Flow research on the outskirts of space (2024)

For years, various models have been developed to describe an important class of mixing effects that occur, for example, in the flow in a chemical reactor. Experimental validation, however, has lagged far behind due to the superimposition of gravity effects. A European research team involving the Helmholtz-Zentrum Dresden-Rossendorf (HZDR) and partners at the University of Szeged (Hungary) and Université libre de Bruxelles (ULB, Belgium) has now closed this gap with experiments conducted under weightlessness. The researchers recently published their results in the Nature journal npj Microgravity.

So-called reaction-diffusion fronts occur when two chemicals react with one another and at the same time spread out. Scientists can use this effect to model and better understand problems in chemistry and physics as well as in completely different areas like the financial world or linguistics as the underlying mathematical equations have the same characteristics. It gets more complicated when researchers combine these reactions with flows. Processes of this kind are important for technological applications relating to combustion processes, geology, the production of specific materials and storing carbon dioxide. Despite the plethora of applications, essential parts of these systems are not yet fully understood.

"Up to now, experiments to verify models of such processes have been distorted by buoyancy effects caused by density differences between the reaction solutions. In order to isolate this problem, we conducted experiments using weightlessness on board of a sounding rocket. Our partners did parallel numerical simulations to show the importance of the two-dimensional effects that can't be taken into account in simple one-dimensional models," says Dr. Karin Schwarzenberger of HZDR's Institute of Fluid Dynamics, outlining the work of her team.

Rocket take-off at the Arctic Circle

The experiment took place on 1 October 2022 -- on board of the sounding rocket TEXUS-57 that was launched from the Esrange Space Center, 40 kilometers east of Kiruna in Sweden. The collaborative project involving Airbus Defense & Space, the European Space Agency ESA and the German Aerospace Center (DLR) transported, among other things, the Schwarzenberger team's experimental model to the outskirts of space. The module had three reactors of different sizes consisting of glass plates stacked on top of each other at differing proximity. The rocket reached a height of 240 kilometers, achieving a state of almost complete weightlessness for nearly six minutes. During this period, the researchers were able to run their experiments automatically -- experiments that resulted from several years of meticulous planning. The reaction was triggered when the weightlessness set in. Three high-resolution cameras filmed the reaction fronts that spread between two flowing liquids. It was these images that were the focus of all the team's efforts: with their help, the researchers can now separate a very specific mixing effect from other flow phenomena.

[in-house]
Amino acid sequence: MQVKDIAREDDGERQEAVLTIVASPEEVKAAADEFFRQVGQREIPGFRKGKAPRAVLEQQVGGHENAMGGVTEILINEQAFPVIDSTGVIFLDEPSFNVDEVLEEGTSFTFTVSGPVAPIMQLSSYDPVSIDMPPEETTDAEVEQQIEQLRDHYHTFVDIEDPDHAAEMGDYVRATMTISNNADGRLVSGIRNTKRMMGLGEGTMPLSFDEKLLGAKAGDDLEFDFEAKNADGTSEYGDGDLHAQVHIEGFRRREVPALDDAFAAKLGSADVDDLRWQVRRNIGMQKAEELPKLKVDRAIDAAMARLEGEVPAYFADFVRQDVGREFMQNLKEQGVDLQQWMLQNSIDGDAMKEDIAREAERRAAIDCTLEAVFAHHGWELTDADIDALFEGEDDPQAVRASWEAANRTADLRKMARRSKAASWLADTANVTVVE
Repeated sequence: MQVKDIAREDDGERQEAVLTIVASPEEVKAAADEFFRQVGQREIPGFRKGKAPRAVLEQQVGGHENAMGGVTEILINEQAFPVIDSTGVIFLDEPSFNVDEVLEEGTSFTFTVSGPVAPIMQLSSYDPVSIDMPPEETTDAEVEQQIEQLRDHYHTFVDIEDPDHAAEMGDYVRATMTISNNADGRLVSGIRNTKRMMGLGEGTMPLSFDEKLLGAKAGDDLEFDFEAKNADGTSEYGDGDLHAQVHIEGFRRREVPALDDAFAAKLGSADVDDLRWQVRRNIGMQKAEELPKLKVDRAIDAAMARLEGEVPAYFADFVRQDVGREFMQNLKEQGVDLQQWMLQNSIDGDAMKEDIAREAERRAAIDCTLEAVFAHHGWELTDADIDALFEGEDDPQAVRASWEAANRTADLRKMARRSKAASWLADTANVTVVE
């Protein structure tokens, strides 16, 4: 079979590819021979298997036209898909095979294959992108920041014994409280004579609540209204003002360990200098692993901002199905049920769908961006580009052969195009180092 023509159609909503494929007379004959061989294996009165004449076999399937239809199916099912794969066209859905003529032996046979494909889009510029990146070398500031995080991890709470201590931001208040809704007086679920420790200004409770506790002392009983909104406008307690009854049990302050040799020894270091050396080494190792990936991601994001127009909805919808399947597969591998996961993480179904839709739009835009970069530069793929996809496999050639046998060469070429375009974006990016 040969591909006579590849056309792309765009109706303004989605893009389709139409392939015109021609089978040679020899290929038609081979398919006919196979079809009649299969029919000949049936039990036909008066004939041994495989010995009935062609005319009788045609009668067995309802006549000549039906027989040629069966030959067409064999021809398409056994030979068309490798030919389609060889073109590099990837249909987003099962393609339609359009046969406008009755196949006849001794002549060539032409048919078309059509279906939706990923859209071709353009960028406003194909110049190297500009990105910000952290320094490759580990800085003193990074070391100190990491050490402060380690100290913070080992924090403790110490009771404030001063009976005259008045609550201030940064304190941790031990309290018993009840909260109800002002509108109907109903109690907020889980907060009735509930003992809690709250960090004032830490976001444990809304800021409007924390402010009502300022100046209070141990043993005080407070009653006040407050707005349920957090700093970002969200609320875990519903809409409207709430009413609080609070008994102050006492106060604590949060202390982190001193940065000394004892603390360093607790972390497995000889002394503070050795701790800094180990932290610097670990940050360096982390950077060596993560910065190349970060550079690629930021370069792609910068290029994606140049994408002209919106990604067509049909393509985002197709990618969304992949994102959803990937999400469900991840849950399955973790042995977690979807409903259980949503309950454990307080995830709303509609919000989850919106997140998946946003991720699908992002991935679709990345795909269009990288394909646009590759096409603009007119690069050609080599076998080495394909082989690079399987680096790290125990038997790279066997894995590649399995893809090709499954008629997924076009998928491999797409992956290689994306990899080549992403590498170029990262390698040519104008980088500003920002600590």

Flow physics in weightlessness

Flows in liquid channels exhibit uneven velocity distribution due to friction with the walls, which subsequently influences the transport of dissolved substances and diffusing reactants in the liquid. This diffusion effect is known as Taylor-Aris dispersion, named for the two researchers who laid the foundations for understanding it back in the 1950s. In the past, theoretical studies proposed models of varying complexity to describe the interplay of Taylor-Aris dispersion and chemical reactions.

With regard to applications, however, it is important to assess the preconditions under which the various models can be used. This meant conducting experiments to isolate Taylor-Aris dispersion from other flow phenomena. On Earth, Taylor-Aris dispersion is essentially superimposed by buoyancy effects caused by gravity. Up to now, researchers have tried minimizing the buoyancy effects by using shallow reactors -- but it never worked completely because a certain range of reactor heights and flow velocities still needed to be covered in order to take in many application fields. But the larger the flow system, the stronger the gravity. The researchers have now been able to overcome these limitations in zero gravity.

A comparison with the reference experiments on the ground revealed that significantly less reaction product was generated at greater reactor heights under weightlessness. Even more important were the image data of the reaction fronts that were not distorted by the buoyancy effects. The Brussels partners were thus able to replicate the development of the front in various theoretical models. Joint evaluation showed that in very shallow reactors with slow flow, simple one-dimensional models can be used. However, in the case of larger reactors or faster flow, two-dimensional models using Taylor-Aris dispersion are required.

Within these validity range the corresponding correlations can now be employed to predict product formation. This can be used to design innovative reactors, for the targeted synthesis of particles and fluid transport in geological layers, but also to supply space stations, where gravitational conditions differ from those on Earth.

Flow research on the outskirts of space (2024)

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